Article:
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UBC Theses and Dissertations

An investigation of operating cost of airports : focus on the effects of output scale Jeong, Jinha

Abstract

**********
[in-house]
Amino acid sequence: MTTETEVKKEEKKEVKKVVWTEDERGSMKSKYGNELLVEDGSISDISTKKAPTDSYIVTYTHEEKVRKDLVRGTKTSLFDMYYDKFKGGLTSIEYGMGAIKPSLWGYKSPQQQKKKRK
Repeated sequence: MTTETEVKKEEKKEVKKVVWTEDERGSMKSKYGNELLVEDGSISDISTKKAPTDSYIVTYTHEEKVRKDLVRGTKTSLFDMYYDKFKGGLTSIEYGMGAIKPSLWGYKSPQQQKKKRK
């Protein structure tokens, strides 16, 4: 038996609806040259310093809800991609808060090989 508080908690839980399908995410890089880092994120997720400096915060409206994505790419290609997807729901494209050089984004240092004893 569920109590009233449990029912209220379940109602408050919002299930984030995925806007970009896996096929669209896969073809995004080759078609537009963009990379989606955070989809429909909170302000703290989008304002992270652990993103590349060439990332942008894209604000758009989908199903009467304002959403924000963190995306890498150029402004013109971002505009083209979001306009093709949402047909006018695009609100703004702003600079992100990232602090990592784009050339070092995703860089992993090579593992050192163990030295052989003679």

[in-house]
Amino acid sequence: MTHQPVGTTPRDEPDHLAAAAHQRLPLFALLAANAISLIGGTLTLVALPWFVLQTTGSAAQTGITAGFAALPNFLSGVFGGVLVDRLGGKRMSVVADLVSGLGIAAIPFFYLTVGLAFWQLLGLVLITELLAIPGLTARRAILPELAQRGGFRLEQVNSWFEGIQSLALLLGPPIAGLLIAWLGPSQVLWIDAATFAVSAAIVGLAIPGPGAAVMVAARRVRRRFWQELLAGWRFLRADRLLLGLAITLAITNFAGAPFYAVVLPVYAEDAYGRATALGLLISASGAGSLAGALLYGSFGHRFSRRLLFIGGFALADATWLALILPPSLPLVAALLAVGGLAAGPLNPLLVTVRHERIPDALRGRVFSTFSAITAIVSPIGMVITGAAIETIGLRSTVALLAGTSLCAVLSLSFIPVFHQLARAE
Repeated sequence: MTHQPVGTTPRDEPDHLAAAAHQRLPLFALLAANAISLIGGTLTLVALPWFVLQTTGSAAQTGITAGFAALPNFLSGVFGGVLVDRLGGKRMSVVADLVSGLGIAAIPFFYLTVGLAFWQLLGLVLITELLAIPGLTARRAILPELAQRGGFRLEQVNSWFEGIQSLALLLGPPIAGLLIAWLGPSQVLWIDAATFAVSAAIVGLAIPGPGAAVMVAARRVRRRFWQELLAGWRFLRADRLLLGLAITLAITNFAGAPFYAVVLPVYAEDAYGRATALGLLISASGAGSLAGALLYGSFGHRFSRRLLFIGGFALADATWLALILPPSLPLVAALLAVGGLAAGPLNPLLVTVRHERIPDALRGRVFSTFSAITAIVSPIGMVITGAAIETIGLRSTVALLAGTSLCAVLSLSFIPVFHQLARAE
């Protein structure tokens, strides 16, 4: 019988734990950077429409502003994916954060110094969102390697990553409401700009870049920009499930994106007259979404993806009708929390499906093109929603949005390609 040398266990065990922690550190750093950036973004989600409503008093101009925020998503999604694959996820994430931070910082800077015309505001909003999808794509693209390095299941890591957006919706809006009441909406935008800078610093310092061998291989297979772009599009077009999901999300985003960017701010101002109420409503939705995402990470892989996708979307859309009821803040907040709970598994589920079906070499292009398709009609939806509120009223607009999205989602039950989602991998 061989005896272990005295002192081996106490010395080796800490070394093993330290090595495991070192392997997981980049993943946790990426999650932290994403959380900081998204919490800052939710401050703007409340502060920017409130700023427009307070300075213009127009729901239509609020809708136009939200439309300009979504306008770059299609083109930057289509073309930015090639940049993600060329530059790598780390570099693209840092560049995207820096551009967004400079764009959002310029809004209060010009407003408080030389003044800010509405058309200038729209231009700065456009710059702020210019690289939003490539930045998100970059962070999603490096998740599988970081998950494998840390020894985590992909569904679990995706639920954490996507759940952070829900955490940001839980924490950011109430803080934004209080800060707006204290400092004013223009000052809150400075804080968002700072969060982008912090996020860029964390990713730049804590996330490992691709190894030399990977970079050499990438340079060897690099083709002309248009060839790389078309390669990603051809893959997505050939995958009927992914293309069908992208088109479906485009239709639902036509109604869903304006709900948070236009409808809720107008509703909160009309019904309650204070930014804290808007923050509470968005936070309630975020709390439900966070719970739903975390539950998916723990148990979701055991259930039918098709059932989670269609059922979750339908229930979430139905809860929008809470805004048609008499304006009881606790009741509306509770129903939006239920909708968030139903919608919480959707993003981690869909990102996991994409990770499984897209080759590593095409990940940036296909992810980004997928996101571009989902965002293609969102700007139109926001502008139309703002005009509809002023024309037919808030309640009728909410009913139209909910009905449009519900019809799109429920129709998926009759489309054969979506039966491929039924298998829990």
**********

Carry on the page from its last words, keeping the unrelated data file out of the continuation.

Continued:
In the air transport industry, airports play a key and active role as infrastructural providers, business partners, and economic enablers. With the projected robust growth in passenger and cargo traffic in the future, airports must expand to accommodate the increasing demand in traffic, which will invariably lead to increased operating and capital costs for airport operators. Some have argued that with expansion, airports will benefit from economies of scale, whereas others have suggested the opposite. Thus, the effect of increased airport output on costs remains controversial and not fully known. To date, there has been a paucity of studies that have directly assessed the potential impact of economies of scale in the airport industry. The few studies that have addressed this issue have had significant limitations in modeling cost functions with capital inputs. Additionally, these studies used different functional forms and airport sampling procedures, which may have contributed to the large discrepancy in the results. Moreover, these studies evaluated economies of scale by using partial view of passengers or Work Load Unit (WLU) rather than as an aggregated output index. Many of these previous studies also lacked sufficient statistical power to properly address this issue. The main objectives of this thesis are to: 1) determine whether economies of output scale are indeed present in the airport industry; 2) quantify the magnitude of the economies; and 3) determine the threshold size of airport at which the.economies change. To address these objectives, this analysis used data from 94 U.S. airports and employed translog cost functions and Variable Factor Productivity (VFP) in terms of passenger, WLU and output index. This study found that economies of output scale in the airport industry were present to a threshold output index of 0.7, which is equivalent to 2.5 million passengers or 3 million WLU. Beyond this threshold, the economies disappeared. The volume of international passengers had a significant positive impact on operating costs. Delays, cargo volume, contract-out costs, snowbelt, and financial management approaches, on the other hand, did not materially affect economies of airports.

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